Sole proprietors simply need a business license to launch their ventures. As a sole proprietorship, you are what’s known in the tax world as a “pass-through entity.” Your company is not a separate entity, and any profits or losses will be passed onto your taxes.
You’ll use Form 1040 for your personal income, such as if you take a salary and Schedule C to report your business’s numbers.
With 70% of America’s businesses being sole proprietorships, understanding tax write-offs can save you thousands of dollars.
How the Tax Cuts and Jobs Act Impacts Your Taxes
The Tax Cuts and Jobs Act (TCJA), passed under the Trump administration, was a game changer regarding how taxes work for these types of businesses.
Under the act, some businesses may be able to deduct 20% of their business income. However, not everyone is eligible for this option. It depends on several factors, such as total business income, business type, and the size of your taxable income.
You can write off most business expenses, but not all of them. You must discuss the issue with a tax professional to ensure that you fully comply with the latest regulations.
What You Can and Can’t Write Off
Various fees and expenses will be eligible for write-offs. It’s one of the advantages of running a small business. However, you need to be aware of how much you can write off and some of the things that would not allow you to take a tax deduction.
Let’s look at what you can and cannot write off.
A designated home office, a storefront, or an industrial facility can all be deducted because you’re wholly using it as a space for doing business. Rental costs are always included, but you can even deduct expenses like office stationery and décor.
Be especially careful when taking a home office deduction. According to the latest IRS guidance, the area must be strictly used for work purposes. In other words, you cannot deduct your entire home rent just because you use your kitchen counter to answer emails occasionally.
Any insurance policies you hold for your business are eligible for write-offs on their premiums. It includes your business liability and business continuation insurance policies. Any industry-specific policies, such as malpractice insurance, would also fall under this definition for sole proprietors.
Like other deductions, be aware that the expenses cannot be combined with your personal needs. Only your business and its employees may take advantage of the insurance policies you’re making deductions for.
You can also reclaim mileage costs for client meetings, voluntary commitments, and any other business trips you need to take. The standard mileage deduction for business use and charitable use changes every year, so make sure you calculate the current rate.
You may also avoid taking the standard mileage rate and calculate the actual cost of using your vehicle, but the mileage rate is far easier to calculate.
Note that you must keep accurate documentation on mileage used. Also, you cannot deduct mileage for any trips that are either part of your usual commute or for personal trips.
Beyond trips you need to make around your local community, you can also claim for long-distance trips. For example, if you need to fly to another city to meet a client or monitor a project, you can recoup the costs of hotel stays, food, and transport.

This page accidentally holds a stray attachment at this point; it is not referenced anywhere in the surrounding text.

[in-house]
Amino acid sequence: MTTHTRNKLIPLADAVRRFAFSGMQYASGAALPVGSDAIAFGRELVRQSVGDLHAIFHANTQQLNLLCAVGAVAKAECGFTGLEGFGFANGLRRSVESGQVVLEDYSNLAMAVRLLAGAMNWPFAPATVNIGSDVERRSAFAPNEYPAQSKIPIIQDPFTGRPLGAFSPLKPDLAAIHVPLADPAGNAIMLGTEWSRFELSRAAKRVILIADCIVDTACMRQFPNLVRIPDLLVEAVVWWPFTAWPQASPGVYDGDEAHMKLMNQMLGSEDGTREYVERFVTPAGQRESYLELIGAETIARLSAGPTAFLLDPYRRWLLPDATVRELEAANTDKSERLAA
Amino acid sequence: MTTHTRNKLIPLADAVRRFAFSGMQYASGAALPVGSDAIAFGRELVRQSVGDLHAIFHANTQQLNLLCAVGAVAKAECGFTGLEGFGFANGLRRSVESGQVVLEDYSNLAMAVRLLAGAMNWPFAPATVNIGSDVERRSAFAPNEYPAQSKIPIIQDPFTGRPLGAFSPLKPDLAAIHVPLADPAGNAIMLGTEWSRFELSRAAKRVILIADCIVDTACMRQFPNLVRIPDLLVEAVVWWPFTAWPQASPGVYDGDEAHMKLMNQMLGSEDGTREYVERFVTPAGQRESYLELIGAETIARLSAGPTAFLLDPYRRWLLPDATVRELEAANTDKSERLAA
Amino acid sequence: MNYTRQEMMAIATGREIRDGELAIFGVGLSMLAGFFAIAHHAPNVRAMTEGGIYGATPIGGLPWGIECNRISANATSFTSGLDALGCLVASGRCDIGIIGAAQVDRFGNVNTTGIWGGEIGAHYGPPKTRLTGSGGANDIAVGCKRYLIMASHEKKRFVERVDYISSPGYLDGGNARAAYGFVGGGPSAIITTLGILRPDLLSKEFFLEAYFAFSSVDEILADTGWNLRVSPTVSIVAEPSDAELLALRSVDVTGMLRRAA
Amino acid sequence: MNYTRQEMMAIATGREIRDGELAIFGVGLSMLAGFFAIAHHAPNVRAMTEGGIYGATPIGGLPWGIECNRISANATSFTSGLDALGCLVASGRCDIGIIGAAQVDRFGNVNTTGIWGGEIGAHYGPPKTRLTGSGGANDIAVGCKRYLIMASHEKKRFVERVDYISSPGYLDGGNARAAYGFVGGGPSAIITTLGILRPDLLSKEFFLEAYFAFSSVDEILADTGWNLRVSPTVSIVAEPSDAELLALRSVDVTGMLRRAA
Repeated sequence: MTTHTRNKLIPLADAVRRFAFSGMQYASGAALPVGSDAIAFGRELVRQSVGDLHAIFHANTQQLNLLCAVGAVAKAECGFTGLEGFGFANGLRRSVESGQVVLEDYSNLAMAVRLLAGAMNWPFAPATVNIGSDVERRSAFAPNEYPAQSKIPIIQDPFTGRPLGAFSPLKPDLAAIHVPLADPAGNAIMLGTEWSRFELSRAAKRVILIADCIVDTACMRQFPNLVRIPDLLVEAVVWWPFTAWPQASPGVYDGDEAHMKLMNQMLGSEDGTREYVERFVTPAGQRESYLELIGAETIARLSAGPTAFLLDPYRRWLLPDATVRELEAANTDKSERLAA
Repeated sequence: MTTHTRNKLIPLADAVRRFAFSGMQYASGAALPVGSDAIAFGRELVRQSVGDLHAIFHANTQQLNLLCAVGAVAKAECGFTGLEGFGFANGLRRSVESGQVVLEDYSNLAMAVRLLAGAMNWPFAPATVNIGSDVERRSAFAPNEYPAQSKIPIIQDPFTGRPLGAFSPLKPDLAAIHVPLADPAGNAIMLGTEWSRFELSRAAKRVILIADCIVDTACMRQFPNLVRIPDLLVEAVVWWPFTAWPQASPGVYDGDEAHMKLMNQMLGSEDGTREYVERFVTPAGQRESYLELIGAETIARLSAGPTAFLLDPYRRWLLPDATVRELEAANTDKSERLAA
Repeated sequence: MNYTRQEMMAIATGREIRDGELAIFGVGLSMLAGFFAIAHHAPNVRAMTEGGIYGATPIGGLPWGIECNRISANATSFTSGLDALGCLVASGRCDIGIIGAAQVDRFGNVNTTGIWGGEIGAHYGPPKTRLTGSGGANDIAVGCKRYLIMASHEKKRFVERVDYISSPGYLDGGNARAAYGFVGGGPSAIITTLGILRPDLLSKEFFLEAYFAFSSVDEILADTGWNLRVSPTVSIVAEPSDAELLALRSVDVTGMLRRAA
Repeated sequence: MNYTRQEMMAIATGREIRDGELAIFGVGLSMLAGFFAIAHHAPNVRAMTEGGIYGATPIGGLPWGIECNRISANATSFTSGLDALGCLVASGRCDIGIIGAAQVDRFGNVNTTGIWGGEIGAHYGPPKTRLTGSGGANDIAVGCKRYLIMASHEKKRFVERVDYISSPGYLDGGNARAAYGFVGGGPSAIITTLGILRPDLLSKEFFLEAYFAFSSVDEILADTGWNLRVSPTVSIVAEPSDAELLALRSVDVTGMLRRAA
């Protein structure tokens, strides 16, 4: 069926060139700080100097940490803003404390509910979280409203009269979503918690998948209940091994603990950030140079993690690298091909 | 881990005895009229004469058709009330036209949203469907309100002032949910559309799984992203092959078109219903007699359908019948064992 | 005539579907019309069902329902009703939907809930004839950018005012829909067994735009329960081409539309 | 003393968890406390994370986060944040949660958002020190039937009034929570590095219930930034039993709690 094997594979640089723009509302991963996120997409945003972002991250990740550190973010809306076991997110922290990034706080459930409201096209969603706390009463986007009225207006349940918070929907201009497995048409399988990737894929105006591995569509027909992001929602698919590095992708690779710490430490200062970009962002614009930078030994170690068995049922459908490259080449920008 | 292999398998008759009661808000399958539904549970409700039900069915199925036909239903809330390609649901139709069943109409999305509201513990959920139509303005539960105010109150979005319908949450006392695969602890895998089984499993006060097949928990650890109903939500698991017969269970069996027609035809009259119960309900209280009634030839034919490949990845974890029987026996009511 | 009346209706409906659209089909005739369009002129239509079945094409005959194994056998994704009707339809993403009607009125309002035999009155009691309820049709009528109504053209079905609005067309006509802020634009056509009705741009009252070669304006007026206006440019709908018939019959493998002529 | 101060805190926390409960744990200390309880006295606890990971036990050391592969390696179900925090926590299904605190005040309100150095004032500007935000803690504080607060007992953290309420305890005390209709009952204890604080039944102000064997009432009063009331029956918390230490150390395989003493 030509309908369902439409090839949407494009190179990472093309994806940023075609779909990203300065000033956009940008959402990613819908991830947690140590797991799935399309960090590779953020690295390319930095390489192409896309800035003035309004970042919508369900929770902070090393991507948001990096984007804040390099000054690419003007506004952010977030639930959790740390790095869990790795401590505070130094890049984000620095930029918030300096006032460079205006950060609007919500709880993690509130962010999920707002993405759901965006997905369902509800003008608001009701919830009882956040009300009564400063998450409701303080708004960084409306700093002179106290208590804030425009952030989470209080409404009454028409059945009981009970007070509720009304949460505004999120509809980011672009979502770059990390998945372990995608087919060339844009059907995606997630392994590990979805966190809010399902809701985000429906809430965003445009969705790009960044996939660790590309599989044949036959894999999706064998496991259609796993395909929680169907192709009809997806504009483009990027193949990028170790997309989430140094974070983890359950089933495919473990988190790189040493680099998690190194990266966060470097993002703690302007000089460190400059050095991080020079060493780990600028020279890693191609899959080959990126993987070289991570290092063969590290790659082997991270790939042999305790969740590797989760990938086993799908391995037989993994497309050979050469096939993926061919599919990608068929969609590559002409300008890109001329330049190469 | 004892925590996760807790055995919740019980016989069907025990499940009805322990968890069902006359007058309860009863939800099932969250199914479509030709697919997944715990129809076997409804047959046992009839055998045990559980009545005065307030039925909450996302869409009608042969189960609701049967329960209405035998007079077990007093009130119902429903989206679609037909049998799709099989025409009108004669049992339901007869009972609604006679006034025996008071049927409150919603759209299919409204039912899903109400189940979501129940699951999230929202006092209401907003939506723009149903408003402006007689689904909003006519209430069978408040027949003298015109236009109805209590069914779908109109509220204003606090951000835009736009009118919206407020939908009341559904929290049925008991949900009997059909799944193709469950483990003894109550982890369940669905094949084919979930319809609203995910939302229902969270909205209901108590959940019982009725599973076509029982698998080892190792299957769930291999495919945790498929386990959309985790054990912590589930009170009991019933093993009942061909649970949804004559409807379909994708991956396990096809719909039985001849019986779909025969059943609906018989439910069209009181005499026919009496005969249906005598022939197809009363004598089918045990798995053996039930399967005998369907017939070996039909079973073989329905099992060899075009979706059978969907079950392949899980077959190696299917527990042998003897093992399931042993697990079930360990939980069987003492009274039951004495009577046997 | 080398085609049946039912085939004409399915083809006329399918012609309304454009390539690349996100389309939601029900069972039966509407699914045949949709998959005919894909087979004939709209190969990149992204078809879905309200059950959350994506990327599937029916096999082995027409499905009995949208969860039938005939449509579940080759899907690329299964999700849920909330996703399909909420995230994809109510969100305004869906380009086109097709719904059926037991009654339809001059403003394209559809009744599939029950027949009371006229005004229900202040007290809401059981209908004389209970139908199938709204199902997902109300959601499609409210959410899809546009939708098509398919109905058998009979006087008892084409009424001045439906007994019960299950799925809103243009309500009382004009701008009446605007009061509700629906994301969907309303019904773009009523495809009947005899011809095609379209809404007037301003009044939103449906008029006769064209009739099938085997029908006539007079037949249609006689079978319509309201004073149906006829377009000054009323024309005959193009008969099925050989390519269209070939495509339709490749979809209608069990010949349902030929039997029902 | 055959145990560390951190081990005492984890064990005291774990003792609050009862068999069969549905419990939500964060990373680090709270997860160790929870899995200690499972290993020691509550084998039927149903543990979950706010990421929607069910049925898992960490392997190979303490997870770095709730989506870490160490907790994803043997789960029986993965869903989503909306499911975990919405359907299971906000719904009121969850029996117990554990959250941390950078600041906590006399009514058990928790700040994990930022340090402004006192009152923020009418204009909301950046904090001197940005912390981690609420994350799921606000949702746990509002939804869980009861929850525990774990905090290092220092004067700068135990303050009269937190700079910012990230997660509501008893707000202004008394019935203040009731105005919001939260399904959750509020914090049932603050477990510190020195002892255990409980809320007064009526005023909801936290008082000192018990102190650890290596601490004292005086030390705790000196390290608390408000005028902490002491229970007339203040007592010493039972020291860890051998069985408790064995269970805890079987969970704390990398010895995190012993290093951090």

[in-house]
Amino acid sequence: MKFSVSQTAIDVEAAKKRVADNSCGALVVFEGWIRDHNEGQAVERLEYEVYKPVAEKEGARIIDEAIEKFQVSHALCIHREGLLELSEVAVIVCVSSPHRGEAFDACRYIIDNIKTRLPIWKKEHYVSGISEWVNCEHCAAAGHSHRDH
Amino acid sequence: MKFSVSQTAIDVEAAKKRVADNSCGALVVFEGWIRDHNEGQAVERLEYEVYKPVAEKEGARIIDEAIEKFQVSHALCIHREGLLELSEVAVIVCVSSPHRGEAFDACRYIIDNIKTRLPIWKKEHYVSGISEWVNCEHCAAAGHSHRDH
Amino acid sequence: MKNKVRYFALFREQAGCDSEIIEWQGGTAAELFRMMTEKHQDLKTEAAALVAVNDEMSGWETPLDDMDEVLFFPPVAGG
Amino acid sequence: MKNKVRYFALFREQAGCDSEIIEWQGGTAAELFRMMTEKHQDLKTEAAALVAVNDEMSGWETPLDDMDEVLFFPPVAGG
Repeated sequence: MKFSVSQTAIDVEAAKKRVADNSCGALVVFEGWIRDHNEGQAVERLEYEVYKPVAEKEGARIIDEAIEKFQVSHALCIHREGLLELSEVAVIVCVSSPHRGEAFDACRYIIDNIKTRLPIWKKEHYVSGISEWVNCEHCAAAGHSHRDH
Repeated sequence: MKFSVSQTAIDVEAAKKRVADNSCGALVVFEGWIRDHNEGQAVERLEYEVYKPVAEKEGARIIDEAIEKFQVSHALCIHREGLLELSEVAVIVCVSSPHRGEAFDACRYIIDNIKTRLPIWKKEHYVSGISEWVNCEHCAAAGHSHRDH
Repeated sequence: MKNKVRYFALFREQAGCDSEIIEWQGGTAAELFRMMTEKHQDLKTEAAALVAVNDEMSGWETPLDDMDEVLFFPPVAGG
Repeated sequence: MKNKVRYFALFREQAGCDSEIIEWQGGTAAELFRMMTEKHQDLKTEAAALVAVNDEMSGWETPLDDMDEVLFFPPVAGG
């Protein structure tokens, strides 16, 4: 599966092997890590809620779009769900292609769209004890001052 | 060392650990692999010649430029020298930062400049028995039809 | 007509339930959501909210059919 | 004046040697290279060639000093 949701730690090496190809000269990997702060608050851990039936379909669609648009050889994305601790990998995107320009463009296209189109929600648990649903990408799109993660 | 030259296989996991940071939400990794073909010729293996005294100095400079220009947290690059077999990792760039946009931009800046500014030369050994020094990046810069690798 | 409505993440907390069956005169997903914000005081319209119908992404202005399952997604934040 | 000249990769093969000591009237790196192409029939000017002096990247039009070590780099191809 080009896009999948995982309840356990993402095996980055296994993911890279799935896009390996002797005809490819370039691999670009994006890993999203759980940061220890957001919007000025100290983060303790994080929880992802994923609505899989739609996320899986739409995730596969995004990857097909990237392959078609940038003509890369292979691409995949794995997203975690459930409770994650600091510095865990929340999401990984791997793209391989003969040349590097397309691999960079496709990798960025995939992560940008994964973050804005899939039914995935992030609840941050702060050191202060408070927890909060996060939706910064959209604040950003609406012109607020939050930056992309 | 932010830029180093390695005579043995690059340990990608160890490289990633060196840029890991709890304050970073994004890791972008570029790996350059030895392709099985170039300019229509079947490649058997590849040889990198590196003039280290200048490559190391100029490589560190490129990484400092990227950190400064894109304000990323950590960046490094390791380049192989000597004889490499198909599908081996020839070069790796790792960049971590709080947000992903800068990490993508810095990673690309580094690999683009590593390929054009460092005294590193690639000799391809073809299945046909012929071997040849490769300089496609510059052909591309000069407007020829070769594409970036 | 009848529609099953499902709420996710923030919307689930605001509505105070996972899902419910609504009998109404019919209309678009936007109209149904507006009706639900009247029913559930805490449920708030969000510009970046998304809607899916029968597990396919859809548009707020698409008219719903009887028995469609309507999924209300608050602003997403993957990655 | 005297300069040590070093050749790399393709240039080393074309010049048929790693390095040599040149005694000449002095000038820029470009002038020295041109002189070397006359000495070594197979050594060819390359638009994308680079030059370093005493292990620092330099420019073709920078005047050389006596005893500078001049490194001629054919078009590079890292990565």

You can only deduct costs for business days, so if you extend the weekend to incorporate a trip with your spouse, this has to come out of your own pocket.
Not many people know that they can also claim professional development costs. If you take a course to learn a new skill, that’s a deductible expense. The only rule is it must be relevant to your current business. Learning a new skill to embark upon a new career must come out of your own pocket.
There are no limitations on the types of professional development avenues you can deduct for. Whether it’s books, webinars, or formal online classes, you can claim it. The IRS even allows you to deduct subscription fees to industry-relevant newsletters.
Business Expansion Costs
The above deductions pertain to the day-to-day costs of doing business, but any investment you make into expanding your business will make up your biggest deductions of the year.
Whether purchasing a more extensive facility, hiring new employees, or purchasing equipment, they’re all deductible in full.
As a small business owner, the chances are you spend money on the tech side of your business every year. If you have a website and pay for hosting, that’s deductible. You may also spend money on social media ads or pay a social media consultant to do it for you. These costs are deductible in full.
Cloud storage and computing costs also fall under the banner of tax-deductible expenses. Just remember that you must only use these functions for business use.
Always Contact a Tax Professional
There are two reasons to consult a tax professional when the time comes to file. Firstly, you need to ensure that you’re taking every deduction you’re entitled to. They can comb through your current accounts and figure out if you’re leaving money on the table.
Furthermore, the rules on tax deductions are not always straightforward. The IRS is largely ambiguous on when an expense is claimable and when it may raise eyebrows. Talking to a professional ensures you can explain a deduction if you’re unlikely enough to get audited.
Tax write-offs free up your cash flow and ensure that you keep more of your money come tax filing season. With so many small businesses struggling to turn a profit, knowing which deductions you’re entitled to could be the difference between keeping your head above water or falling behind.
Invest in the services of a tax professional who can figure out what you’re entitled to deduct and remain tax compliant. Remember, the costs of a tax professional are also fully deductible!
Have you started thinking about your tax affairs yet?